The Big Down Payment Myth

The Big Down Payment Myth

 

Having the spare capital to put 20 percent down on a home purchase is great, but it’s certainly not the norm. Still, many people think it is and that belief may be holding some would-be home buyers back, particularly young adults.

Indeed, 39 percent of non-owners say they believe they need more than 20 percent for a down payment on a home purchase. Twenty-six percent believe they need to put down 15 to 20 percent, and 22 percent say they need a down payment of 10 percent to 14 percent to buy, according to the National Association of REALTORS®’ 2017 Aspiring Home Buyers Profile report.

But now for the reality: The average down payment on a purchase mortgage was just 11 percent in 2016. And that’s just the average; often times down payments are much lower. For borrowers under the age of 35, the average down payment was just under 8 percent, according to NAR’s survey.

As such, “aspiring first-time buyers think it takes twice as much to buy a home than it really does,” writes Jonathan Smoke, realtor.com®’s chief economist, in his latest column.

How much a person truly needs for a down payment depends on their situation. Their financial circumstances, home location, and the price of the home are important factors.

But there are many mortgage options that offer the opportunity to make low or even no down payments. For example, the Department of Veterans Affairs and the U.S. Department of Agriculture offer no-money down loans to those who are eligible. In 2016, 16 percent of buyers under the age of 35 put no money down on their home purchase.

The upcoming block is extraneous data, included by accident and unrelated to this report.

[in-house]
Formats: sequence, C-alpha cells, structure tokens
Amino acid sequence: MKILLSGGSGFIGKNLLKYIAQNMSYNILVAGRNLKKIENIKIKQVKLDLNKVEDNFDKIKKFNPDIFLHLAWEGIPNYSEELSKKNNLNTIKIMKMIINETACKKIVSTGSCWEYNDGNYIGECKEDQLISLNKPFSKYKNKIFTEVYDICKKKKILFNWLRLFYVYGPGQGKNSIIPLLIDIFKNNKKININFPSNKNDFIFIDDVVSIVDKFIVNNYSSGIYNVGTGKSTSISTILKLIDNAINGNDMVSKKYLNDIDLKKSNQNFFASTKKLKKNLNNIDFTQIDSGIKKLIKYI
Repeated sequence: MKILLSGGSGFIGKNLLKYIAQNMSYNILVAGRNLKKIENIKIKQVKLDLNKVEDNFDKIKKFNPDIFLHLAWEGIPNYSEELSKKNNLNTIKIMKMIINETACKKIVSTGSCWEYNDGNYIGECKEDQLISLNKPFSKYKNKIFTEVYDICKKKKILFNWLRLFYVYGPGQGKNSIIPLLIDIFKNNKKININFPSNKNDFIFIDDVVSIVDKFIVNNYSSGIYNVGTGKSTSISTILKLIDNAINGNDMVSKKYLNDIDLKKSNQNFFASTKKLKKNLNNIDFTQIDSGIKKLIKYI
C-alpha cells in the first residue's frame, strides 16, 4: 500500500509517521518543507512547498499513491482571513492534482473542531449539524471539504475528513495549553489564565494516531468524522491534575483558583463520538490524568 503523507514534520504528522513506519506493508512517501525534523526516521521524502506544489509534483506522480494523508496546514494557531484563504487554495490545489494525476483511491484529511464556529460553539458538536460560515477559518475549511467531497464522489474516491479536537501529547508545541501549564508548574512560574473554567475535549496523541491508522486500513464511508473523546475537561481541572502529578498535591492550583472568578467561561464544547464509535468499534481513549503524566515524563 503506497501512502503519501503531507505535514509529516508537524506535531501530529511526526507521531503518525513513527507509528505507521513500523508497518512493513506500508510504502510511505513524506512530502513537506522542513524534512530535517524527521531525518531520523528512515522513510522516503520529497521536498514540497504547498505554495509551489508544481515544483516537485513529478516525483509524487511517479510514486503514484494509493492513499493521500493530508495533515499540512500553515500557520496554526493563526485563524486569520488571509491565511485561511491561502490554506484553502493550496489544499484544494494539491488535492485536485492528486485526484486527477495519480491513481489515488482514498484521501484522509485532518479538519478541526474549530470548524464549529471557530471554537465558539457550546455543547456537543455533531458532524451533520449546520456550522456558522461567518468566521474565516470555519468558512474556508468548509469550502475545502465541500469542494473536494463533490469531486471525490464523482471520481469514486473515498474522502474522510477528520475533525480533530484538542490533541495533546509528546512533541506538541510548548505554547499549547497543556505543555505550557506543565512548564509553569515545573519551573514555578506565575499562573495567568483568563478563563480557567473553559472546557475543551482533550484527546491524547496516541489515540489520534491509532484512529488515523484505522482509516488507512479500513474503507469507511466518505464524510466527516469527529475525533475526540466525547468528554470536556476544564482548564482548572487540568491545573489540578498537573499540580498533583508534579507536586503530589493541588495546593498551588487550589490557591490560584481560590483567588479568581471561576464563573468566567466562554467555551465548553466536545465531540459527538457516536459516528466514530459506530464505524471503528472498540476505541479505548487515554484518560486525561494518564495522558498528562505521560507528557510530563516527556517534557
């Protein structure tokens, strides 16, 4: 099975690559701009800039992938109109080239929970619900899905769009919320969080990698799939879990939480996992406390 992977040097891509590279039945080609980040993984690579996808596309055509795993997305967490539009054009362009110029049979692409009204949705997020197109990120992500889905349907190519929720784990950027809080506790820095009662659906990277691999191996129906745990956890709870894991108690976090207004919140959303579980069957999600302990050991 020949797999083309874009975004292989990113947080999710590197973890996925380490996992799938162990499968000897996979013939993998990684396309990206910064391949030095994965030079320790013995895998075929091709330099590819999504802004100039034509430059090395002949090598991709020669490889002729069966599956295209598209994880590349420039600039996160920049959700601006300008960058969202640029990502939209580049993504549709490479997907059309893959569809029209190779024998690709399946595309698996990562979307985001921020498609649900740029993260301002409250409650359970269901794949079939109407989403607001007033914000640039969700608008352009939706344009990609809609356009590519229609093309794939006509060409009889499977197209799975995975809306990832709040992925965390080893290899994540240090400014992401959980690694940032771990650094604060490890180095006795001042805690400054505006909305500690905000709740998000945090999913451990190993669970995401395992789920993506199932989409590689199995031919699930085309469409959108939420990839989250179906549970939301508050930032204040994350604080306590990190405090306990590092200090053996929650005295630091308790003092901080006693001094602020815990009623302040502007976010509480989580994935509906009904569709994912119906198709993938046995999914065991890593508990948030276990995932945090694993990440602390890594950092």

Further, the largest share of loans for buyers under age 35 last year were for people putting down less than 5 percent on a home purchase (or about $3,500). The 3 percent down payment programs backed by Fannie Mae and Freddie Mac, and the 3.5 percent FHA mortgage that primarily targets first-time buyers, are both helpful programs to consider. These loan programs don’t require unblemished credit either. The average FICO score was 713, but realtor.com® notes borrowers with a 639 were still getting approved.

As such, Smoke says the millennial dreaming about homeownership needs to get this message: They need a FICO score of at least 639 and enough for a 5 percent down payment (that is, if they don’t qualify for the other programs with lower payment options). In that case, they’ll need to save about $3,500 to buy in the typical American town.

 

I read this article at: http://realtormag.realtor.org/daily-news/2017/02/15/big-down-payment-myth?om_rid=AACmlZ&om_mid=_BYpJckB9YecvKz&om_ntype=RMODaily

 

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Low Down Payment Loans Are Back

One of the biggest hurdle I see – is saving up for the 20% down payment for a home loan.  And with the cost of housing in the Bay Area – that 20% is a very pretty penny.  In fact, it seems almost impossible for some to even fathom how to save that much.  So the prospect of a low down payment could help get buyers into the market. Enjoy this article… 

Low Down Payment Loans Are Back

A feature of the housing crisis is back.

Just because you haven’t saved up enough for a 20% down payment—or even 10%—doesn’t mean you’re locked out of the housing market.